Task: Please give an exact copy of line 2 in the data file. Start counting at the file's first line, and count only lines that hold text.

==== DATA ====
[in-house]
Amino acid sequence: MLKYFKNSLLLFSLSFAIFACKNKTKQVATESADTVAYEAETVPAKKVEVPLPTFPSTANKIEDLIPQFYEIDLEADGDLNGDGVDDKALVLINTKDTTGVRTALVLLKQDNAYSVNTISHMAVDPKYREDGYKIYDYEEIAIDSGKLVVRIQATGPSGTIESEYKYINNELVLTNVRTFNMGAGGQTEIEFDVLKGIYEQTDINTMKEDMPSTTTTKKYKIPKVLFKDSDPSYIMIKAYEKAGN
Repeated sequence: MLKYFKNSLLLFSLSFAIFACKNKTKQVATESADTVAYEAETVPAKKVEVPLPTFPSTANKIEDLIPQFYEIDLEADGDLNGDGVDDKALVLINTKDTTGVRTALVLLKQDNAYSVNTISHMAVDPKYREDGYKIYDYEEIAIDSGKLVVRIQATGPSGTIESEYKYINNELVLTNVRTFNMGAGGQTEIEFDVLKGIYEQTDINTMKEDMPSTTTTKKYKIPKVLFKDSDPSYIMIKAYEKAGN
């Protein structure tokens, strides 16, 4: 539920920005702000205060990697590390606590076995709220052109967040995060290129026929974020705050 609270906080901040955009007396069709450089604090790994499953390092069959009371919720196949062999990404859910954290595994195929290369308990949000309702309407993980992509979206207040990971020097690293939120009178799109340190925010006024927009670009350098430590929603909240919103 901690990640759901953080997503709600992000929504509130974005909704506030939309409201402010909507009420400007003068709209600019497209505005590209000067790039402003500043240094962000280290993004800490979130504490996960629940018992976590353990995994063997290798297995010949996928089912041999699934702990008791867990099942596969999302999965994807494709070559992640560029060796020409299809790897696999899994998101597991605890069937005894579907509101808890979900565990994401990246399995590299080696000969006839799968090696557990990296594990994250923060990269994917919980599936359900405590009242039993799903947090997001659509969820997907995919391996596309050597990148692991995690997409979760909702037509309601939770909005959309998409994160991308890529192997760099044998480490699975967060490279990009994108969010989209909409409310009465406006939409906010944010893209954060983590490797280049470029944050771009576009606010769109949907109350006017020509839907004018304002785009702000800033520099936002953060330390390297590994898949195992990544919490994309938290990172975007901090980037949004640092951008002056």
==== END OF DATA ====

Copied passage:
Amino acid sequence: MLKYFKNSLLLFSLSFAIFACKNKTKQVATESADTVAYEAETVPAKKVEVPLPTFPSTANKIEDLIPQFYEIDLEADGDLNGDGVDDKALVLINTKDTTGVRTALVLLKQDNAYSVNTISHMAVDPKYREDGYKIYDYEEIAIDSGKLVVRIQATGPSGTIESEYKYINNELVLTNVRTFNMGAGGQTEIEFDVLKGIYEQTDINTMKEDMPSTTTTKKYKIPKVLFKDSDPSYIMIKAYEKAGN